Deliberations on success, art, and legacy, as illustrated by a trio of highly unconventional women

Lisa Cohen’s All We Know: Three Lives is an ambitious exploration of the life and times of three notable women: Hollywood personality Mercedes De Acosta, groundbreaking designer Madge Garland, and the entirely unclassifiable Esther Murphy. All were openly gay, all had famous lovers, and all were subject to more than their fair share of reversals of fortune, vertiginous swoops from glamorous heights to depraved depths, sham marriages, world wars and financial ruin.

But it’s not a mere juicy tell-all (though juicy it certainly is). For every sexy bombshell Cohen drops, there’s a nearly academic line of inquiry: What can be said to be the legacy of a person who left nothing tangible behind? Can a psychosexual obsession have lasting value? Where is the dividing line between art and commerce? What is success?

Her most enigmatic subject is the brilliant, alcoholic pedant and “bachelor heiress” Esther Murphy. Driven by a hyper-rational logorrhea that attracted many great thinkers and drove her lovers insane, Murphy’s unstoppable flow of discourse on politics and history marked her entire life. At times, it feels as though Cohen is over-determined to protect Murphy’s failure to produce any tangible achievements by blaming the customs of her times. And the portrait comes across, in places, as exhaustively overstuffed with information as Murphy was herself. But once you have heard Esther Murphy out on the topics of Marxism and the Restoration, you may proceed to Cohen’s unbelievably compelling second subject.

There’s simply no getting around it: celebrity gossip, even of the type that is yellowing with age, is simply riveting. And gossip was the inevitable byproduct of Mercedes De Acosta’s obsessive habit of archiving the liaisons—some fantasized, many more consummated—with the actresses she worshipped. Among the artifacts she intentionally left for posterity is a love poem Isadora Duncan wrote for her: “My kisses like a swarm/ of Bees/ would find their way/ between thy knees/and suck the honey/of thy lips/Embracing thy/too slender hips.” Red-hot blushes aside, De Acosta’s “rebellion against the mediocre, the prudish” in the wake of the First World War was wholehearted and vividly courageous, and even her emotional kinks (of which there were many) make for engrossing reading.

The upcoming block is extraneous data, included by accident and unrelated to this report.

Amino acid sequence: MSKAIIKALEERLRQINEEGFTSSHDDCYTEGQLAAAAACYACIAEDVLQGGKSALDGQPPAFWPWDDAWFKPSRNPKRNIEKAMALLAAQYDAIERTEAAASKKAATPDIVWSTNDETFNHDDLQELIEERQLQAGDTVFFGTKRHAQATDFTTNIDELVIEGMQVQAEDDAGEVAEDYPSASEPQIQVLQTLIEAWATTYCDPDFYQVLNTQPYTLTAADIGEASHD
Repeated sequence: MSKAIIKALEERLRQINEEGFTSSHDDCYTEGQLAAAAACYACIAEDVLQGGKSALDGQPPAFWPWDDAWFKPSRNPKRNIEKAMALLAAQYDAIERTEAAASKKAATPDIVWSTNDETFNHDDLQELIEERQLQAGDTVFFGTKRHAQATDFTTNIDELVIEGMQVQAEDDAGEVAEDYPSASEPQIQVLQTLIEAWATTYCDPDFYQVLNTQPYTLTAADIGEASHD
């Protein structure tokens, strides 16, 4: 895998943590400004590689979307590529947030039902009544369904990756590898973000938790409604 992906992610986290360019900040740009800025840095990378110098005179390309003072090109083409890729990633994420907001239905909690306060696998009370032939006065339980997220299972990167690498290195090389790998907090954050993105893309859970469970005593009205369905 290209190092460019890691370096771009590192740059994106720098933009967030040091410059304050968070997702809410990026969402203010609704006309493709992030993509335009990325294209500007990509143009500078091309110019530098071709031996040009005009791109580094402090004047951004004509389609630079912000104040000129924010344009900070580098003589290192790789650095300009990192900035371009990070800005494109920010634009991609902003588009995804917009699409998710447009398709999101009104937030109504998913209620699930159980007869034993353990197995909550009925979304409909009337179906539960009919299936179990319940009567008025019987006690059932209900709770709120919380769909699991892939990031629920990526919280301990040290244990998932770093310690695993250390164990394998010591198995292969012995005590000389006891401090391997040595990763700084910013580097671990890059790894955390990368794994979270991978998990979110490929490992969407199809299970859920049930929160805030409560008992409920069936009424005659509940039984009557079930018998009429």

Designer Madge Garland once said of dresses that they “depend for their charm on the graceful movements of a supple body beneath.” In that light, fashion is indivisible from the person wearing it. It was because of this, not despite it, that Garland’s approach to clothing captivated some of the finest writers, painters, designers and photographers of her time. Weak and frail as a child, shy to the point of crippling paranoia, and referred to as “charmless” by her parents, Madge McHarg—renamed Garland at Gertrude Stein’s suggestion—remade herself by sheer will into one of the world’s great innovators in fashion. Her first lucky break (there were unlucky ones to follow) was to land a job at British Vogue at a time when the magazine was promoting a now-unimaginable roster of emerging talent: Huxley, the Woolfs and the Bells, Picasso, Edith Sitwell, and Man Ray, to name a few. But All We Know isn’t a simple roll call. Cohen invites us to witness the artistic process: Virginia Woolf, for example, in the wake of a photo shoot which Garland supervised, excitedly struggling to articulate what she called “frock consciousness”—an encounter which led to her short story “The New Dress.”

It is in relating Garland’s life that Cohen’s gift most shines. It’s a gift for transmitting to us the value of lives that, seen through the narrow spyglass of patriarchal standards, are generally dismissed as not having substance.

Gertrude Stein, musing on fashion in Tender Buttons, wrote: “A line distinguishes it. A line just distinguishes it.” This is precisely how Cohen illustrates the influence of these three lives: spinning web-like connections between one mind and another, showing how one source of inspiration moves out in concentric circles, wider and wider and wider.

 

Recommended if you liked: Fanny and Stella: The Young Men Who Shocked Victorian England by Neil McKenna, Truly Wilde: The Unsettling Story of Dolly Wilde, Oscar’s Unusual Niece by Joan Schenkar, Behind the Screen: How Gays and Lesbians Shaped Hollywood, 1910-1969 by William J. Mann

 

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—Jenna Leigh Evans writes fiction in Brooklyn. You can find her here.

 

 

One Response

  1. Roberta Newman

    This review itself is a beautiful piece of writing and so much more thoughtful than some other reviews I’ve read about what seems like a really fascinating, possibly even ground-breaking, book.

    Reply

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